discussion with the Political Agent A mid-ranking political representative (equivalent to a Consul) from the diplomatic corps of the Government of India or one of its subordinate provincial governments, in charge of a Political Agency. , His Excellency addressed the latter on
10th July 1909 , in the following terms :—“ After compliments. It is not
hidden from you that I have had considerable trouble in many cases (that
arose) in my territory in which foreigners were involved. For this reason
I wish that I may not be held responsible in these cases, and I would
be grateful to British Government if they remove this trouble and
responsibility from me. I mean that it (the British Government) should
exercise authority in all cases in which the foreigners only are concerned,
but not in other cases ; and in cases that occur between foreigners and my
subjects, it is necessary that you and 1 should settle them jointly.”
8. The Bolifical Resident remarked, with reference to the reservation
contained in the concluding sentence of the Sheikh’s letter, “As its elfect is
simply that such cases will be disposed of by the joint Court, and gives
foreigners the same treatment that British subjects now receive, there seems
no need for exception to be taken to it.”
9 . The Sheikh subsequently represented that his letter of 10 th July
1909 , giving jurisdiction over foreigners to the British Government, was
intended only “to cover subjects of recognised Bowers and not the
dependents of petty Arab potentates in Gulf, with some of whom he claims

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Content

Correspondence, minute papers, and notes relating to the issue of The Qatar Order in Council A regulation issued by the sovereign of Great Britain on the advice of the Privy Council (in modern practice, upon the advice of government ministers). , 1939. The correspondence is mostly between officials at the Foreign Office, India Office The department of the British Government to which the Government of India reported between 1858 and 1947. The successor to the Court of Directors. , Political Residency A diplomatic office of the British Government established in the provinces and regions considered part of, or under the influence of, British India. in the Persian Gulf Historically used by the British to refer to the sea area between the Arabian Peninsula and Iran. Often referred to as The Gulf or the Arabian Gulf. , and the Government of India, Foreign and Political Department (later, External Affairs). The papers concern the discussion of the need for the order, its drafting, issue, and distribution, as well as its revision in 1939.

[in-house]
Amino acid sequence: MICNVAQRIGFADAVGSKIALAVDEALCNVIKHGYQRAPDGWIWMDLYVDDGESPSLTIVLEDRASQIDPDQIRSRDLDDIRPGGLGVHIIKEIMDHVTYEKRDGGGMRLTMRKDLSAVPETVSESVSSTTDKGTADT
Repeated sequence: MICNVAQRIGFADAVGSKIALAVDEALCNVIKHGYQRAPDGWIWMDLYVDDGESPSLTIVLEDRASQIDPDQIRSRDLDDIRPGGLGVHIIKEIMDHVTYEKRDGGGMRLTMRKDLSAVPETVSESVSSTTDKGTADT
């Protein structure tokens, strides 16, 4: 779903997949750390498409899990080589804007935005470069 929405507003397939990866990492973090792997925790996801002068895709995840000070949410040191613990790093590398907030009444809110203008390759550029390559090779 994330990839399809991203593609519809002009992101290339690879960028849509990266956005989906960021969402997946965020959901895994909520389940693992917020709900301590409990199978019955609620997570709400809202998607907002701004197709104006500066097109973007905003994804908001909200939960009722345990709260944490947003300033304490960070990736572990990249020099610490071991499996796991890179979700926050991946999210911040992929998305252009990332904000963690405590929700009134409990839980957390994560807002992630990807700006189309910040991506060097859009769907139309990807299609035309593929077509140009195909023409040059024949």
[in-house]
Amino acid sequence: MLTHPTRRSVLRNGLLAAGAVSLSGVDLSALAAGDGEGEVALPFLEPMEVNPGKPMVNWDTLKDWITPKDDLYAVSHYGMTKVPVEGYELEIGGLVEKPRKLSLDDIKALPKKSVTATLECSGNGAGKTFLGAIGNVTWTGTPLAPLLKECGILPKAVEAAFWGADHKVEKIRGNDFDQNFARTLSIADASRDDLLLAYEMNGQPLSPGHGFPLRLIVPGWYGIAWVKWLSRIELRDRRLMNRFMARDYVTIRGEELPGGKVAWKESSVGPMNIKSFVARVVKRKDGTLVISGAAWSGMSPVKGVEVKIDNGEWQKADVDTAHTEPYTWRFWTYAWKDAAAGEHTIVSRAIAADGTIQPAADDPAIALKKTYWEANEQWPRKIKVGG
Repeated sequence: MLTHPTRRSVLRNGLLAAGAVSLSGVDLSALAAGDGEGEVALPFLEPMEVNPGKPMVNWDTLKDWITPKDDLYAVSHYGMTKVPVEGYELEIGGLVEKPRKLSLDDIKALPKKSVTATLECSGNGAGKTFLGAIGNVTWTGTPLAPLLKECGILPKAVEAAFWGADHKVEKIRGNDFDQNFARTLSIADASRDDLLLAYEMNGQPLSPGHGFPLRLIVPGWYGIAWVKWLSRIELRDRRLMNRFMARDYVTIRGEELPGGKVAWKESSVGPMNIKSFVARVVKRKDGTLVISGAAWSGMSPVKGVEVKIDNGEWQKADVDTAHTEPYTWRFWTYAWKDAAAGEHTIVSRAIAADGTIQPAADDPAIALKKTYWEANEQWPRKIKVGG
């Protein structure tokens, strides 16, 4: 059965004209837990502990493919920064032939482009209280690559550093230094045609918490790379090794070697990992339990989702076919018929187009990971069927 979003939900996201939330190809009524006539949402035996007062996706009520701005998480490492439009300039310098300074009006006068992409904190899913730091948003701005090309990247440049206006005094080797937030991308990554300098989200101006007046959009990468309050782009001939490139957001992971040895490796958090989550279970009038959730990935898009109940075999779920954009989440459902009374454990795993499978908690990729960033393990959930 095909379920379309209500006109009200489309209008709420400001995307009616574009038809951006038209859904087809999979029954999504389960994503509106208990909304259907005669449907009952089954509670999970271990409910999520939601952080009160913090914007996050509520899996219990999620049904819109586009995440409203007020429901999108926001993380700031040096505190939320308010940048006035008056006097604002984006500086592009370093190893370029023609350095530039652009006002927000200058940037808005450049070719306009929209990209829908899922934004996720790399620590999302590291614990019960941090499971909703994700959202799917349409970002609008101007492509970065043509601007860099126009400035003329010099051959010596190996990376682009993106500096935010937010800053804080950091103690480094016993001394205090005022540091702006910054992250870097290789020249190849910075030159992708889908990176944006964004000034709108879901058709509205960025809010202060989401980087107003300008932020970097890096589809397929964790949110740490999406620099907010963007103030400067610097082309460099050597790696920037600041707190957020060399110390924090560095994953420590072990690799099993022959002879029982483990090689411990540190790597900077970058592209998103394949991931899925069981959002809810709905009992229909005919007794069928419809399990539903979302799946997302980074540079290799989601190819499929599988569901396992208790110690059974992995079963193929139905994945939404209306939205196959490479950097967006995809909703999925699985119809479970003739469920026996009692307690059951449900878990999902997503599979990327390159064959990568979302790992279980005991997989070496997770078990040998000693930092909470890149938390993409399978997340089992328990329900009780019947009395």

Correspondence with the Shaikh of Qatar, Abdullah bin Jassim Al Thani [Shaikh ‘Abdullāh bin Jāsim Āl Thānī], is also included and mostly relates to his wish for assurance of his jurisdiction over Muslim foreigners.

A copy of the order is found on folios 138-153. A copy of the Kuwait Order in Council A regulation issued by the sovereign of Great Britain on the advice of the Privy Council (in modern practice, upon the advice of government ministers). is also included, for reference purposes (folios 271-86).

Extent and format
1 file (314 folios)
Arrangement

The file is arranged in chronological order from the back to the front.

Physical characteristics

Foliation: the foliation sequence (used for referencing) commences at the inside front cover with 1, and terminates at the last folio with 317; these numbers are written in pencil, are circled, and are located in the top right corner of the recto The front of a sheet of paper or leaf, often abbreviated to 'r'. side of each folio. Two additional foliation sequences are also present in parallel between ff 2-103 and ff 104-316. These are also both written in pencil and located in the top right corner of each folio. The former have been circled and crossed out, the latter have not been circled.

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Coll 25/18 'Orders-in-Council: Qatar: Jurisdiction over foreigners in Qatar' [‎290v] (580/635), British Library: India Office Records and Private Papers, IOR/L/PS/12/3322, in Qatar Digital Library <https://www.qdl.qa/archive/81055/vdc_100076249768.0x0000b7> [accessed 15 September 2019]